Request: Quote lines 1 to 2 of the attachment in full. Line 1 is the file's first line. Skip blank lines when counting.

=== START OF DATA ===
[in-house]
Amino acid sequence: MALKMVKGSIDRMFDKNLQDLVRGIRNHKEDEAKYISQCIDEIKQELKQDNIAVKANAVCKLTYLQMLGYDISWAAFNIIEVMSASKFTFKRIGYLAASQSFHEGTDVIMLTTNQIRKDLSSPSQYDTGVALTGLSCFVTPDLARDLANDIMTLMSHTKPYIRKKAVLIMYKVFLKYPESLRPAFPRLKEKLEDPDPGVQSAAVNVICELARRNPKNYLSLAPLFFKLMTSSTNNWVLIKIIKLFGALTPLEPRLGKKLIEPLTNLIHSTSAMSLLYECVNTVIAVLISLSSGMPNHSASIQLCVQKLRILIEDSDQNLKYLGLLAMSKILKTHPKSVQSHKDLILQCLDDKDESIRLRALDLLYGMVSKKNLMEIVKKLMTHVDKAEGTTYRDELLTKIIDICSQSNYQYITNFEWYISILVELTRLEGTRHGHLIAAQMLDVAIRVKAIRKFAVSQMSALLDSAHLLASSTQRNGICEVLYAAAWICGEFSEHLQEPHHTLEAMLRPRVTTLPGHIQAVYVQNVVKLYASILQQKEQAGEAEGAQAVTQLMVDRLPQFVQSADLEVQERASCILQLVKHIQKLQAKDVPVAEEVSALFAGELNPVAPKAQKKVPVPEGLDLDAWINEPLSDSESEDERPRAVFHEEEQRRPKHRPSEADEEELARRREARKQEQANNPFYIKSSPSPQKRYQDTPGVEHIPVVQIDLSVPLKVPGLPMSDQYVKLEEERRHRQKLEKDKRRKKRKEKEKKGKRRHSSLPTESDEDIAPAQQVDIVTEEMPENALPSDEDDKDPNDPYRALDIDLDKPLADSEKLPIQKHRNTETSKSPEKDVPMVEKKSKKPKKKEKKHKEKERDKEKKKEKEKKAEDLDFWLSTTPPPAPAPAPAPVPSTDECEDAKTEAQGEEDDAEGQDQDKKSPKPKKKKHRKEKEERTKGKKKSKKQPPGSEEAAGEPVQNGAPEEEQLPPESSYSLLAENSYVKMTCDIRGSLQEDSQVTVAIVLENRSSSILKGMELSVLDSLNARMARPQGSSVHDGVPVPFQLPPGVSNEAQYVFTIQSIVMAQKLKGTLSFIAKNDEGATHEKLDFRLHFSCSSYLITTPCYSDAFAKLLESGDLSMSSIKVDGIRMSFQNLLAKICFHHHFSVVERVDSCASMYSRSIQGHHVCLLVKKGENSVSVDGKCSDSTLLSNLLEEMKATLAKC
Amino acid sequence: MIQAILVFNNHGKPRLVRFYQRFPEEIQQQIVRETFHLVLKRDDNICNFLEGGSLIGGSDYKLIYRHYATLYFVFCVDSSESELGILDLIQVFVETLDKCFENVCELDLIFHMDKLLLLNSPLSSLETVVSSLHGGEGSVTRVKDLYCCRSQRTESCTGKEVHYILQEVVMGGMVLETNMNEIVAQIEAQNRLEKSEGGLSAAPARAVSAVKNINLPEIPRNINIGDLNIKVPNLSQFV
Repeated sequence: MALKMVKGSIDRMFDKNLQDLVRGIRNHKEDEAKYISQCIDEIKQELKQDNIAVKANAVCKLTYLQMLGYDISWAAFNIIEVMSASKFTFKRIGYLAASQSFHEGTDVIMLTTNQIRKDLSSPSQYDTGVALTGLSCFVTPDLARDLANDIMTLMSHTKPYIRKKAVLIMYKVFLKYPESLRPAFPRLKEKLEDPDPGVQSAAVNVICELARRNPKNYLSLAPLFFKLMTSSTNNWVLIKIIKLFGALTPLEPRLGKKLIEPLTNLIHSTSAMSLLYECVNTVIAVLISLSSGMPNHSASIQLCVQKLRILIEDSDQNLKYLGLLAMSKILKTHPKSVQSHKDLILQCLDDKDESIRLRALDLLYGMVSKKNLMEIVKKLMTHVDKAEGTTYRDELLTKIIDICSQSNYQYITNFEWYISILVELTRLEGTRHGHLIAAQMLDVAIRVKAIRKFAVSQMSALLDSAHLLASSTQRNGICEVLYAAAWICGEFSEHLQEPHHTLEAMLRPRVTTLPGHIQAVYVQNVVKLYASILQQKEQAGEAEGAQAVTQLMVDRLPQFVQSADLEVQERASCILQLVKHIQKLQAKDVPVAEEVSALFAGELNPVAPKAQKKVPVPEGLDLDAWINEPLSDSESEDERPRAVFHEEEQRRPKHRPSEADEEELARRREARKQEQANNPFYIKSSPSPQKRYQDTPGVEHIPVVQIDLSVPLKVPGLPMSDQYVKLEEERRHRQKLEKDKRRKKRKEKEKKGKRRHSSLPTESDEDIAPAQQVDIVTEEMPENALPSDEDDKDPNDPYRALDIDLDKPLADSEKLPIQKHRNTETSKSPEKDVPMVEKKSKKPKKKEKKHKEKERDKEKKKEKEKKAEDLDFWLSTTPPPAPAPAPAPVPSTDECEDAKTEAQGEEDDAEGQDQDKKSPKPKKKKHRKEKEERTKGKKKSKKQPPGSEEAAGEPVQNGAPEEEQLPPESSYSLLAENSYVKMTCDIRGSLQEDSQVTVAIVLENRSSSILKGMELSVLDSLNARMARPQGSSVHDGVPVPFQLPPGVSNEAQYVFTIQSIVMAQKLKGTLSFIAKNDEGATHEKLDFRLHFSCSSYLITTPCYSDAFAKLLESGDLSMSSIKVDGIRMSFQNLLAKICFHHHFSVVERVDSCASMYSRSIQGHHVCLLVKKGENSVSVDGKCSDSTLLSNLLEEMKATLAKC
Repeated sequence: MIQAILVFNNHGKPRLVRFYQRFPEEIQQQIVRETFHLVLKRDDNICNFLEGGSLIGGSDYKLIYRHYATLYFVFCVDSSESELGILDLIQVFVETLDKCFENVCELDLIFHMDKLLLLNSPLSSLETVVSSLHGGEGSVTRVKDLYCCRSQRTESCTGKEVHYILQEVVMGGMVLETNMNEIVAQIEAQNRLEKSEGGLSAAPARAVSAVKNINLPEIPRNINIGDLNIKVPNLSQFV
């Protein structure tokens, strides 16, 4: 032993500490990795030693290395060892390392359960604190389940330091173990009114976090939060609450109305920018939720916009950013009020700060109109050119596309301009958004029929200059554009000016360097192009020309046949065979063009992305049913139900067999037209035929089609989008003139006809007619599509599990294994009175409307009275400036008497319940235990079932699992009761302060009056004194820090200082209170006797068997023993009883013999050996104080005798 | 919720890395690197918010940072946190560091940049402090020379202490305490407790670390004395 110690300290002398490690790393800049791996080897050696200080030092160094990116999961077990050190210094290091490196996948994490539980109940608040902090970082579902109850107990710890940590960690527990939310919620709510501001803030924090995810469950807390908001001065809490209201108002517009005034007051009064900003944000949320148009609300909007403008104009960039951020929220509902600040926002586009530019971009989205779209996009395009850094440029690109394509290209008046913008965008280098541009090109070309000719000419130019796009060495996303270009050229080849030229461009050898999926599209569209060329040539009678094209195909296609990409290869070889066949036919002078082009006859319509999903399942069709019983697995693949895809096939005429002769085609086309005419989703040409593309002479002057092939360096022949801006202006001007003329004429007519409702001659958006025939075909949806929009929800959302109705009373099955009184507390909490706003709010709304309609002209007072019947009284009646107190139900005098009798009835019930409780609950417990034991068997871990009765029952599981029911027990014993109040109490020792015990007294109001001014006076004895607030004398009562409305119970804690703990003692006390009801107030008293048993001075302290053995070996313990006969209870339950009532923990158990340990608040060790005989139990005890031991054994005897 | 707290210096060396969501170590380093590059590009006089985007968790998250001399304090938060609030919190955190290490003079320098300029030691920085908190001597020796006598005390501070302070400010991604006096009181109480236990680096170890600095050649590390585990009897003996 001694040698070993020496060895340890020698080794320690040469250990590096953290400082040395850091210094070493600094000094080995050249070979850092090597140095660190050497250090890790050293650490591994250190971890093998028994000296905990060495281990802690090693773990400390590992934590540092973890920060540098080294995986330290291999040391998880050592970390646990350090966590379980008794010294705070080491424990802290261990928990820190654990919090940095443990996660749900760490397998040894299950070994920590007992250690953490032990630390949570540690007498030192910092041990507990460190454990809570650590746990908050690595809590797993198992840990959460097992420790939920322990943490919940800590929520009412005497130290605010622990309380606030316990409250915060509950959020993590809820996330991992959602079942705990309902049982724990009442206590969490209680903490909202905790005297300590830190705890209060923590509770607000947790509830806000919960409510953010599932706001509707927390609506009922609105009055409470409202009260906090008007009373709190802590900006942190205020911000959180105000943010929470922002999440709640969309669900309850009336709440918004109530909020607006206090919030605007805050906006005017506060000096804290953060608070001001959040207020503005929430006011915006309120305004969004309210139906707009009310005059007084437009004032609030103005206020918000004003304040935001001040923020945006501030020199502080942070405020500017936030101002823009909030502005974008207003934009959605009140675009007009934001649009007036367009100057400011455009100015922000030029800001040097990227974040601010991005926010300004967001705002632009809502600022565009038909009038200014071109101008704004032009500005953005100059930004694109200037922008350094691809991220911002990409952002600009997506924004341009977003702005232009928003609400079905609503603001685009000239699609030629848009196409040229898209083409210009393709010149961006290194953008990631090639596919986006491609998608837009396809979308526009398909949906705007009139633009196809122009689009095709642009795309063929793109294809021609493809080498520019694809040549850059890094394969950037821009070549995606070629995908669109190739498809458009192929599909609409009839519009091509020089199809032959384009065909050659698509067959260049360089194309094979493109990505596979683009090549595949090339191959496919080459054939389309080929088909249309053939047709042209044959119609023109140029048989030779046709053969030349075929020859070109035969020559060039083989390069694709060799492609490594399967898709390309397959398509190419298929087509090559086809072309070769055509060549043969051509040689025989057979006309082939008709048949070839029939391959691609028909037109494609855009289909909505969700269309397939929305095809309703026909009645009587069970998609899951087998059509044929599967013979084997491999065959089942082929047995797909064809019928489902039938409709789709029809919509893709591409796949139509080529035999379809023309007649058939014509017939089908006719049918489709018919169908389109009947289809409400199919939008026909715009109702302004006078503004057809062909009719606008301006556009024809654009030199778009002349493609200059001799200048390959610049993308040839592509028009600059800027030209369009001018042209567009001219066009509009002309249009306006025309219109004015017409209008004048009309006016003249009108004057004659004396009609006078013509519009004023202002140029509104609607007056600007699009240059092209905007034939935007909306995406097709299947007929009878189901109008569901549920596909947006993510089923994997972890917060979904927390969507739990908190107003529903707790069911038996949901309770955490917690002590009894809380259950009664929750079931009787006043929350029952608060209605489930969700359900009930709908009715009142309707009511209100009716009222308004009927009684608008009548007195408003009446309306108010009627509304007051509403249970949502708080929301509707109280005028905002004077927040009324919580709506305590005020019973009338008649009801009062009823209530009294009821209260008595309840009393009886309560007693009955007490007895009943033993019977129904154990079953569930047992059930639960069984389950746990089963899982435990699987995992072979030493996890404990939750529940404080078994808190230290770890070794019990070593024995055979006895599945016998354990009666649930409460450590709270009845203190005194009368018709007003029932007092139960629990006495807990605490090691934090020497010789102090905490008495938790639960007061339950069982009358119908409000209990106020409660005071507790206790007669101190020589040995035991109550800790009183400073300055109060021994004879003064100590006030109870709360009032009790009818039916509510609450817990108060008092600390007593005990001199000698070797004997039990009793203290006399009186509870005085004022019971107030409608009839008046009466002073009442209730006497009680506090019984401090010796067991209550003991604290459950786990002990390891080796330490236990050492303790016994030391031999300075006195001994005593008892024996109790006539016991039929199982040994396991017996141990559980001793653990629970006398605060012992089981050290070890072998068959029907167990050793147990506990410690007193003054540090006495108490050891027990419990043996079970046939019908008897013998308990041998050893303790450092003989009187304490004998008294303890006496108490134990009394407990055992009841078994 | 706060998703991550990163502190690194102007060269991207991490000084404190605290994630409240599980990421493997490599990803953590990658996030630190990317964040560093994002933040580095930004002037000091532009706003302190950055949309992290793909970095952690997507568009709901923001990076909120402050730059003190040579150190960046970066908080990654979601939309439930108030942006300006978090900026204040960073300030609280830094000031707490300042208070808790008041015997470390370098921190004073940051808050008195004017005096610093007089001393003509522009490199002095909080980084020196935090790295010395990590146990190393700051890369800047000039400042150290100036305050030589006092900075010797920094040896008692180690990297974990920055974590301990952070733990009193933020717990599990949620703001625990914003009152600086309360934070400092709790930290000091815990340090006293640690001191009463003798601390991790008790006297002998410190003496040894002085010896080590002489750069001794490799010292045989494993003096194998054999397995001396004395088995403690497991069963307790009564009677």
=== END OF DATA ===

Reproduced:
[in-house]
Amino acid sequence: MALKMVKGSIDRMFDKNLQDLVRGIRNHKEDEAKYISQCIDEIKQELKQDNIAVKANAVCKLTYLQMLGYDISWAAFNIIEVMSASKFTFKRIGYLAASQSFHEGTDVIMLTTNQIRKDLSSPSQYDTGVALTGLSCFVTPDLARDLANDIMTLMSHTKPYIRKKAVLIMYKVFLKYPESLRPAFPRLKEKLEDPDPGVQSAAVNVICELARRNPKNYLSLAPLFFKLMTSSTNNWVLIKIIKLFGALTPLEPRLGKKLIEPLTNLIHSTSAMSLLYECVNTVIAVLISLSSGMPNHSASIQLCVQKLRILIEDSDQNLKYLGLLAMSKILKTHPKSVQSHKDLILQCLDDKDESIRLRALDLLYGMVSKKNLMEIVKKLMTHVDKAEGTTYRDELLTKIIDICSQSNYQYITNFEWYISILVELTRLEGTRHGHLIAAQMLDVAIRVKAIRKFAVSQMSALLDSAHLLASSTQRNGICEVLYAAAWICGEFSEHLQEPHHTLEAMLRPRVTTLPGHIQAVYVQNVVKLYASILQQKEQAGEAEGAQAVTQLMVDRLPQFVQSADLEVQERASCILQLVKHIQKLQAKDVPVAEEVSALFAGELNPVAPKAQKKVPVPEGLDLDAWINEPLSDSESEDERPRAVFHEEEQRRPKHRPSEADEEELARRREARKQEQANNPFYIKSSPSPQKRYQDTPGVEHIPVVQIDLSVPLKVPGLPMSDQYVKLEEERRHRQKLEKDKRRKKRKEKEKKGKRRHSSLPTESDEDIAPAQQVDIVTEEMPENALPSDEDDKDPNDPYRALDIDLDKPLADSEKLPIQKHRNTETSKSPEKDVPMVEKKSKKPKKKEKKHKEKERDKEKKKEKEKKAEDLDFWLSTTPPPAPAPAPAPVPSTDECEDAKTEAQGEEDDAEGQDQDKKSPKPKKKKHRKEKEERTKGKKKSKKQPPGSEEAAGEPVQNGAPEEEQLPPESSYSLLAENSYVKMTCDIRGSLQEDSQVTVAIVLENRSSSILKGMELSVLDSLNARMARPQGSSVHDGVPVPFQLPPGVSNEAQYVFTIQSIVMAQKLKGTLSFIAKNDEGATHEKLDFRLHFSCSSYLITTPCYSDAFAKLLESGDLSMSSIKVDGIRMSFQNLLAKICFHHHFSVVERVDSCASMYSRSIQGHHVCLLVKKGENSVSVDGKCSDSTLLSNLLEEMKATLAKC